Non-Celiac Gluten Intolerance? – Testing: Part Two

Finally got my OWN copy of “Gluten Free Made Simple” (Cookbook), and this great educational book called, “Healthier Without Wheat”

Before I knew anything about celiac disease,  I did know you could get a simple blood test to check for the antibodies that were attacking gluten in your body.  If a doctor suspects celiac disease, this is usually the first test run.  The test checks out the following:

Deamidated Gliadin Abs, IgA (Gliadin is the gluten found in wheat, each grain has a different gluten name)

Demidated Gliadin Abs, IgG

t-Transglutaminase (tTG), IgA

Tissue Transglutaminase (tTG), IgG

Endomysial Antibody IgA

All of my numbers were low to below the “negative” response.

So given this test, most doctors throw out the possibility  of a gluten issue altogether.  Unfortunately for me, I wasn’t consuming enough gluten at the time this test was run.  Although I’m not sure it would have shown anything anyway…   About 1% of the general population is IgA deficient (and 2% of celiacs), meaning they produce very little IgA.  Therefore, any IgA test result will be low, and the IgA gliadin antibody test might be falsely negative, indicating they don’t have a gluten intolerance – even if they, in fact, do.

If that test were to come back showing a positive result (meaning, a reaction to gluten), most doctors would do a biopsy of the small intestine.  I was already scheduled for an upper and lower endoscopy to check for a parasite or crohns, so I just made sure to ask at my appointment, that the GI specialist would test for celiac disease.  Because that order was not on my information from my doctor, I believe the GI specialist was taken off guard.  I just wasn’t sure what else to do to be heard.  I had laid out my medical history, and reasons for my desire for the biopsies – but I’m unsure of how many test samples he took.

I do know he took a  BIG stomach biopsy to test for a parasite, because that really hurt for days.  It felt like a big area anyway.  {Incidentally that test came back negative for the parasite.}

The biopsy then came back negative for celiac too.  As he warned me before the test, because I had been off of gluten, this was highly probable to not be accurate.  I already knew in my heart it probably wouldn’t show up, but I still prayed for answers.  His suggestion for myself, and our kids (based on symptoms) was a gluten-free life.  I wish that was enough for me.  I needed that piece of paper – that proof.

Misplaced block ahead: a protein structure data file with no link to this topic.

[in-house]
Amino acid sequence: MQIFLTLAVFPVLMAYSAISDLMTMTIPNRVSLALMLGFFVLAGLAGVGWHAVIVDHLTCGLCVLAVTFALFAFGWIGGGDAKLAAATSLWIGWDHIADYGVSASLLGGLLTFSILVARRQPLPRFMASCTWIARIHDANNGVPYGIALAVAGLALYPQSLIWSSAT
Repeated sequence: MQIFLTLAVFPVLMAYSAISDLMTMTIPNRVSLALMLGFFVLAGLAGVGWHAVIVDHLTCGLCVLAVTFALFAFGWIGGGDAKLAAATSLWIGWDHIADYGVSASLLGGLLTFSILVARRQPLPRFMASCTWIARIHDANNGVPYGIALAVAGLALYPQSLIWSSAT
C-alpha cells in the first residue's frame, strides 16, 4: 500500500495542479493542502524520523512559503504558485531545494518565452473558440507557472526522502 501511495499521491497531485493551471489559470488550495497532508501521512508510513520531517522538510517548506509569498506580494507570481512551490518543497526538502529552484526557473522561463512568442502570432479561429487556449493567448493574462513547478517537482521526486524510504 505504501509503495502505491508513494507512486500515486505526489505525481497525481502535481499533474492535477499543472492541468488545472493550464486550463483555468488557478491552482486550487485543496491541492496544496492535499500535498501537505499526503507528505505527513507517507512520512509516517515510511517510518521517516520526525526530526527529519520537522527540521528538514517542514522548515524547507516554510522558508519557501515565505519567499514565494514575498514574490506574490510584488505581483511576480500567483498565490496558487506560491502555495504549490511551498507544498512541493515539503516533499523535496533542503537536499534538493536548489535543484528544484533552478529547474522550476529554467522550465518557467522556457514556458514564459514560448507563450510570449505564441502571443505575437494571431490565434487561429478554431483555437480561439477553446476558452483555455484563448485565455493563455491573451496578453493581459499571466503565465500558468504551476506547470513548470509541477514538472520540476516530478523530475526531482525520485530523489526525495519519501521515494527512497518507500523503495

It was during this time that I was reading on what else to do to get answers for myself, and now my children… who I realized were very symptomatic.  Many of the national celiac message boards were filled with people like myself.  They knew they had celiac, but felt like they were trying to get that information in their charts.  I felt like if it was this difficult for me, how on earth would I be able to get those answers for my kids – without running a whole hosts of unneccessary tests.

It was then that I heard about Enterolab.com.  I heard they had other testing resources available for people to do at home – and send in.  One of them was the DNA test.  It was a simple test (cotton swab) – and fairly inexpensive $150.  I knew if I could get the results back on my genes, I could get someone to help us.  I just needed proof that I knew what was going on.

So, I ordered the test, and waited the painstaking 3 weeks for the results.

In the mean time, my mother asked her oncologist about the DNA testing, and her Dr. didn’t bat an eye about running the antibody test, AND the DNA test right off the bat.